2022 Summer Healthful Eating Tips

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Try These 5 Easy Ways to use In-Season Fruits & Veggies!



Take fresh berries and mix with low-fat yogurt and sprinkle with cinnamon for a refreshing & healthy summer treat!

Also try using frozen berries mixed with low-fat milk and yogurt with a banana for an easy smoothie treat.


Cut up squash into medallions and spread on an oil sprayed baking tray. Sprinkle the medallions with salt, pepper, grated parmesan cheese and a bit of olive oil for a delicious summer side dish. Bake on 400 degrees in an oven for 8-10 minutes, or grill the squash until cooked.

Summer squash also pairs nicely with other veggies like zucchini and onion sprinkled with some olive oil, salt and pepper, and then cooked on skewers.


Dice up fresh tomatoes and mix with white beans, basil, olive oil and a dash of salt for a light snack or cooling side dish.

In addition, try using fresh tomatoes instead of tomato sauce for your home-made pizza and for pasta. It adds more nutrition, less salt and a fresher favor to your summer dishes.


Cut up fresh mangoes into pieces, sprinkle with dried coconut flakes, and drizzle lightly with a bit of honey for a yummy summer desert!

Also try adding cut up mango pieces to your fresh summer salads, oatmeal in the morning, or mixed with kiwi and banana for a fun fruit salad.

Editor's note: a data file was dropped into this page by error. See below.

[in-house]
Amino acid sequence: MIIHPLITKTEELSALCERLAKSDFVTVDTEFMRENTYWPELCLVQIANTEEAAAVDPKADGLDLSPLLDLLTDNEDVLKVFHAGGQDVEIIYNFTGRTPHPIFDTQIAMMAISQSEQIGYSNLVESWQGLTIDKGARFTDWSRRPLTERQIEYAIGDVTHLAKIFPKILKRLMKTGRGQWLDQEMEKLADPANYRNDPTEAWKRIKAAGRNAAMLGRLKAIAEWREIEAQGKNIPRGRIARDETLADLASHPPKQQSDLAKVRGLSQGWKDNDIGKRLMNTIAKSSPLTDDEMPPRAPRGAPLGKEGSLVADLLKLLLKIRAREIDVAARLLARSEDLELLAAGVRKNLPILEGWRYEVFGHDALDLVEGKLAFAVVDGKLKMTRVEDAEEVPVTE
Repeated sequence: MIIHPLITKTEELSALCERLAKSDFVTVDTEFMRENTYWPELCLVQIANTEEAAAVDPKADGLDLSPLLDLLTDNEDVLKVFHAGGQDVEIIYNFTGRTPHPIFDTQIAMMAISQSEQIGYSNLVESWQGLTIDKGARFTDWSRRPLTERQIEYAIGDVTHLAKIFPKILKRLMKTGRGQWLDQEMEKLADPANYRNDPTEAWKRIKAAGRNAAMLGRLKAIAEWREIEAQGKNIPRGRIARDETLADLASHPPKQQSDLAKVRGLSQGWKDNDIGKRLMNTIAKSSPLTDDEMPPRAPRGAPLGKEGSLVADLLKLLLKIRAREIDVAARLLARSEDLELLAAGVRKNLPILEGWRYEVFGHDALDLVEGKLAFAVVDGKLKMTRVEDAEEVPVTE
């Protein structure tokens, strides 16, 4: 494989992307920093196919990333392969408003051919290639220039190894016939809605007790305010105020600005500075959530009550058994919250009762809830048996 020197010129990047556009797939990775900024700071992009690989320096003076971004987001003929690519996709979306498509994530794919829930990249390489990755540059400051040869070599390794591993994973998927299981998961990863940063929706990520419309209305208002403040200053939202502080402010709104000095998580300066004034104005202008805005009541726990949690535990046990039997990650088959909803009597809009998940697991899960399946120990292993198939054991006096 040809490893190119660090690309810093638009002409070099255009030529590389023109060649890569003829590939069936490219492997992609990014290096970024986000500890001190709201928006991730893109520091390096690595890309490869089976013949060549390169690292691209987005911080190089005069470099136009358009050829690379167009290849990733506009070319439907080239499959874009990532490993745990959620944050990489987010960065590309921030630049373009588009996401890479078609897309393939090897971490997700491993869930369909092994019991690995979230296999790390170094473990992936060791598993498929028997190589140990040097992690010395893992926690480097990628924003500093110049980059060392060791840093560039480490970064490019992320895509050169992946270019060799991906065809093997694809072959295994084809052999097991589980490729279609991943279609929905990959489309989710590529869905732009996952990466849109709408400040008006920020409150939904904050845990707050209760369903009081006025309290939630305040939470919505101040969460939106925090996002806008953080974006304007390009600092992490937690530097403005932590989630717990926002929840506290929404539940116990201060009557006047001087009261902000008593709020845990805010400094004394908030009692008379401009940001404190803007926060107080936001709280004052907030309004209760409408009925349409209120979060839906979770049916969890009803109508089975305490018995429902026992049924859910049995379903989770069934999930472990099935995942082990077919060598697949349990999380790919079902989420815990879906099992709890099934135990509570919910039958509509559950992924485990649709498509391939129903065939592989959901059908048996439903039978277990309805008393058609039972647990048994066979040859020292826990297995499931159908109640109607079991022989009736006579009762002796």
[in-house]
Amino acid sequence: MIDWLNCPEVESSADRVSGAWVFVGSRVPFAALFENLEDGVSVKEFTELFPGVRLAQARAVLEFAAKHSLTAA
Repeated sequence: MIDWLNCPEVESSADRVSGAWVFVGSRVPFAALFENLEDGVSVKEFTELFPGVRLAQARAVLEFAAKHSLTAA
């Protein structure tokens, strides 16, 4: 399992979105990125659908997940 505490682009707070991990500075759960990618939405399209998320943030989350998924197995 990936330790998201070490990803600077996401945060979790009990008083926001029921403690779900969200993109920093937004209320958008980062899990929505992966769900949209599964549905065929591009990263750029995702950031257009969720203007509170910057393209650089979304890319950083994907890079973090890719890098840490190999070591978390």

This is one of my favorite quick breakfast options or as a snack for the day! Take one or two slices of whole wheat toast, top with a tomato slice, avocado slices and low fat cheddar cheese slices for a delicious and nutrient packed option for your day!

Another easy way to use fresh avocados is to make your own guacamole by smashing up avocadoes, mixing with lemon juice, tomato chunks, salt/pepper, onions and hot peppers if desired. Use whole grain crackers or corn chips to enjoy this fabulous dip!

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What is the difference between Healthy and Healthful?

Healthy, they say, cannot be used to mean conducive to good health. … So it’s OK to use healthy and healthful as synonyms for conducive to good health: have a healthy snack or a healthful one. But if you’re referring to someone who enjoys good health, however, use healthy because it’d be weird to call a person healthful.

Healthy versus Healthful: The problem is that some people insist that you can’t say your salad is healthy; you have to say it’s healthful because only healthful can mean “conducive to good health.” The thinking is that only a living thing can be healthy—if we’re in good health, you and I can describe ourselves as healthy. Healthy is a personal characteristic, but things that are dead, things we consume, aren’t healthy anymore. If they’re good for us, they’re healthful.

This word pair, healthful and healthy, has been causing debate for over a century. The question is whether these adjectives can both be used to mean conducive to good health. This is what gets some word mavens’ blood boiling. Healthy, they say, cannot be used to mean conducive to good health. But according to the Oxford English Dictionary, healthy has been a synonym for healthful since its earliest appearance in print… in 1552.